I do tend to prefer images with a natural background, however, images on white can be very useful. Still, I had never experimented with doing this with vehicles, because the standard way would require enough costly logistics that in my current financial situation, it wasn’t too realistic unless someone hired me to do it. Then one day I posted an image of a plane on Facebook and Instagram, and the background was nearly white. I began to think about that in relation with the following image.
With this image, Resurgence was in front of an open hangar door, in beautiful overcast light and the inside of the hangar was in shadow. I figured that if I burnt down the background I would have a beautiful shot that looked like it was done in a studio. Ecstatic with the results, I wondered if with a little playing around in Photoshop, I could get the on white look with cars and planes.
I started with the following shots.
The pavement behind the hangars at WAAAM is very bright and I determined that if you make a shot against their white, corrugated steel hangar walls, you would be well on your way to a white background shot. Unfortunately, I never liked that shot until I thought of this idea, so I had few shots to play with. The next step in Photoshop is to go into the Channels palette and pick the channel with the most contrast between the subject and background. Then, make a copy of that channel. Edit the levels on that channel to accentuate the contrast. Then click on the thumbnail of the channel while holding CTRL, this creates a luminance based selection. Invert this selection to select the vehicle instead of the background.
Next, turn off the visibility of the copied channel and reselect the composite RGB channel as your active channel. Go back to the layers palette and enter the refine edge dialog. Clean up the selection as much as you can here and export the results as a new layer with a layer mask. Now, with the underlying layers’ visibility turned off use your paint brush to refine the mask. Then create a layer between the original and the one with the vehicle masked out and fill it with white. This essentially finishes the process.
On the Waco YPF image, I also applied a surface blur to the shadow to get rid of the concrete texture.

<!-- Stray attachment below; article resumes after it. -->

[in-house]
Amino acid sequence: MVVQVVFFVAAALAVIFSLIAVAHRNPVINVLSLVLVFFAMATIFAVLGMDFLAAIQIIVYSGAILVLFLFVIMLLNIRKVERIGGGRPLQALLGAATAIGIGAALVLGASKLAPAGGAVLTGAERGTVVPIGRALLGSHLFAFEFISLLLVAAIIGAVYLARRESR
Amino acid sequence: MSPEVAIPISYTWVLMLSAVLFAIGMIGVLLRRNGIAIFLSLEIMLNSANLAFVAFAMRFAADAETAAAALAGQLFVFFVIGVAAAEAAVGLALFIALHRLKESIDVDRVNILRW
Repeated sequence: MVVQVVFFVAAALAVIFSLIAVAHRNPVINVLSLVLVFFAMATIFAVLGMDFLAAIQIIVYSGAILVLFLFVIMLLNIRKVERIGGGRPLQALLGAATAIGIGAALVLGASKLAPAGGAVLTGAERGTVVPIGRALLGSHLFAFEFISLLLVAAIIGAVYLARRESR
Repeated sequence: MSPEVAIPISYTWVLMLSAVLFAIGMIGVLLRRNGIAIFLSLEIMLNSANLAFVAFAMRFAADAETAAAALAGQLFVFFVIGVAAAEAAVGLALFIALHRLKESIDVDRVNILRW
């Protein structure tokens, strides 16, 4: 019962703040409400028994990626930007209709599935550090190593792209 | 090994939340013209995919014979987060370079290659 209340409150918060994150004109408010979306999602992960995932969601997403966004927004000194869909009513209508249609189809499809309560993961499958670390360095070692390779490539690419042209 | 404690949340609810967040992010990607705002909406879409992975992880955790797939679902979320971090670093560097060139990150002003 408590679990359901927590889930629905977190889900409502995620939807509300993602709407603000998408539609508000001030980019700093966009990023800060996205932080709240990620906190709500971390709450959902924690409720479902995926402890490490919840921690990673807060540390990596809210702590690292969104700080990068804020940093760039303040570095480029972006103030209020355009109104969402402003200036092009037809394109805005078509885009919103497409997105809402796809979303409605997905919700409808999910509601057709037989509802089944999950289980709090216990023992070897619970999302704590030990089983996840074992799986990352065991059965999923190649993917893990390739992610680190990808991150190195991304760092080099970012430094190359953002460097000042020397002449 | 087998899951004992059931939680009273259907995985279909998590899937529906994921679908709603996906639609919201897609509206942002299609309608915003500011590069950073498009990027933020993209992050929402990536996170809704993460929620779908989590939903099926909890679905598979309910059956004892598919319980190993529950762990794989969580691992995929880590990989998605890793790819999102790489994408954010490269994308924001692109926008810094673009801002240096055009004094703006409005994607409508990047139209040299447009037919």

Important lessons were learned in this process. I had earlier discussed with some folks at WAAAM that they felt images of their vehicles on white would be really cool. I said of course it would be possible, but quite a challenge. This experiment tells me that it would be easier than I originally envisioned. The results would be better if some equipment was rented; an actual white background, scrims to create clean reflections on shiny surfaces, etc. It can be done outside though, this goes along way to making it easier than I originally thought. Plus the method, outlined here can work, with the biggest challenge being catching ugly reflections in the shiny surfaces of the vehicles.
March 12, 2016, was Second Saturday at WAAAM. My expectation was that the weather would be very bad with lots of wind and rain, essentially stranding us inside. I still wanted to go, because one of the main things going on was a speech about the restoration of the Stearman 70, the prototype of the famous line of Stearman trainers of WWII. I have written a Resurrection Report piece for Warbird Digest that should appear in the May/June issue. Thus, I was very interested in going, even if the weather kept anything else from happening.
Most of the drive, the weather was very ominous, and it seemed like the my expectation was accurate. However, the last ten minutes of the drive or so, it seemed quite promising much to my surprise.